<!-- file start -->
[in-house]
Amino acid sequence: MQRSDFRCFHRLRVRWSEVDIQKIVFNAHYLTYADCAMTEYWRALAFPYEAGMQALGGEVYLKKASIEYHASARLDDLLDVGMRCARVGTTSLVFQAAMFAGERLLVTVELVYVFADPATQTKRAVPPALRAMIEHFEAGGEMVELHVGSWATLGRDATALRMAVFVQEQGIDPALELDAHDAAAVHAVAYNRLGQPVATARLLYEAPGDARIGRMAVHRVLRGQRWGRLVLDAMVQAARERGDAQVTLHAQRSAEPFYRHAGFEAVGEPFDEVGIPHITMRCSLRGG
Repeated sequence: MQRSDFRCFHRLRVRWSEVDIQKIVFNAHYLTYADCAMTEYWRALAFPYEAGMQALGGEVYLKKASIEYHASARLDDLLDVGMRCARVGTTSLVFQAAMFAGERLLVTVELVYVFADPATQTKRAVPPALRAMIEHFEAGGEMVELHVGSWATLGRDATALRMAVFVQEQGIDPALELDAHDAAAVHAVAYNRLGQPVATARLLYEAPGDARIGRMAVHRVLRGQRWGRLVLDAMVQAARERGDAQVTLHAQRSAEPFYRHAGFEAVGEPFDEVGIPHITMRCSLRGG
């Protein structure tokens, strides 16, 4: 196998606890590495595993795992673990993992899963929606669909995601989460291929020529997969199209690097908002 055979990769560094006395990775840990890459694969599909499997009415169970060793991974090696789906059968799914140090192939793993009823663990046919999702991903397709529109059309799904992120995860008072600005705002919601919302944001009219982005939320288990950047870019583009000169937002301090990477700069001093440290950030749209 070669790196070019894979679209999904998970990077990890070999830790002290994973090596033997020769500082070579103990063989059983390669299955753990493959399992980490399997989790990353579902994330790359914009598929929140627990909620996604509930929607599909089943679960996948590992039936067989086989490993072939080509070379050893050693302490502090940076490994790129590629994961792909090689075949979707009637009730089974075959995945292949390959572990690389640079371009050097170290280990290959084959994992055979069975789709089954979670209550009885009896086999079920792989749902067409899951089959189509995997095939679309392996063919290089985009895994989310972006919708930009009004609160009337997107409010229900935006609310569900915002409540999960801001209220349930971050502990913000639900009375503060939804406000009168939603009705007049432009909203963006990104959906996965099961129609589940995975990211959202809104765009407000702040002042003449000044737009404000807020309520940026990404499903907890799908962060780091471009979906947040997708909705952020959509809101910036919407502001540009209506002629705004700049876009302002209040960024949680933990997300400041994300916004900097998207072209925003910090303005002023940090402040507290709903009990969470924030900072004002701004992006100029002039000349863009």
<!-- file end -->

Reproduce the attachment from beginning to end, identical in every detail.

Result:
[in-house]
Amino acid sequence: MQRSDFRCFHRLRVRWSEVDIQKIVFNAHYLTYADCAMTEYWRALAFPYEAGMQALGGEVYLKKASIEYHASARLDDLLDVGMRCARVGTTSLVFQAAMFAGERLLVTVELVYVFADPATQTKRAVPPALRAMIEHFEAGGEMVELHVGSWATLGRDATALRMAVFVQEQGIDPALELDAHDAAAVHAVAYNRLGQPVATARLLYEAPGDARIGRMAVHRVLRGQRWGRLVLDAMVQAARERGDAQVTLHAQRSAEPFYRHAGFEAVGEPFDEVGIPHITMRCSLRGG
Repeated sequence: MQRSDFRCFHRLRVRWSEVDIQKIVFNAHYLTYADCAMTEYWRALAFPYEAGMQALGGEVYLKKASIEYHASARLDDLLDVGMRCARVGTTSLVFQAAMFAGERLLVTVELVYVFADPATQTKRAVPPALRAMIEHFEAGGEMVELHVGSWATLGRDATALRMAVFVQEQGIDPALELDAHDAAAVHAVAYNRLGQPVATARLLYEAPGDARIGRMAVHRVLRGQRWGRLVLDAMVQAARERGDAQVTLHAQRSAEPFYRHAGFEAVGEPFDEVGIPHITMRCSLRGG
């Protein structure tokens, strides 16, 4: 196998606890590495595993795992673990993992899963929606669909995601989460291929020529997969199209690097908002 055979990769560094006395990775840990890459694969599909499997009415169970060793991974090696789906059968799914140090192939793993009823663990046919999702991903397709529109059309799904992120995860008072600005705002919601919302944001009219982005939320288990950047870019583009000169937002301090990477700069001093440290950030749209 070669790196070019894979679209999904998970990077990890070999830790002290994973090596033997020769500082070579103990063989059983390669299955753990493959399992980490399997989790990353579902994330790359914009598929929140627990909620996604509930929607599909089943679960996948590992039936067989086989490993072939080509070379050893050693302490502090940076490994790129590629994961792909090689075949979707009637009730089974075959995945292949390959572990690389640079371009050097170290280990290959084959994992055979069975789709089954979670209550009885009896086999079920792989749902067409899951089959189509995997095939679309392996063919290089985009895994989310972006919708930009009004609160009337997107409010229900935006609310569900915002409540999960801001209220349930971050502990913000639900009375503060939804406000009168939603009705007049432009909203963006990104959906996965099961129609589940995975990211959202809104765009407000702040002042003449000044737009404000807020309520940026990404499903907890799908962060780091471009979906947040997708909705952020959509809101910036919407502001540009209506002629705004700049876009302002209040960024949680933990997300400041994300916004900097998207072209925003910090303005002023940090402040507290709903009990969470924030900072004002701004992006100029002039000349863009």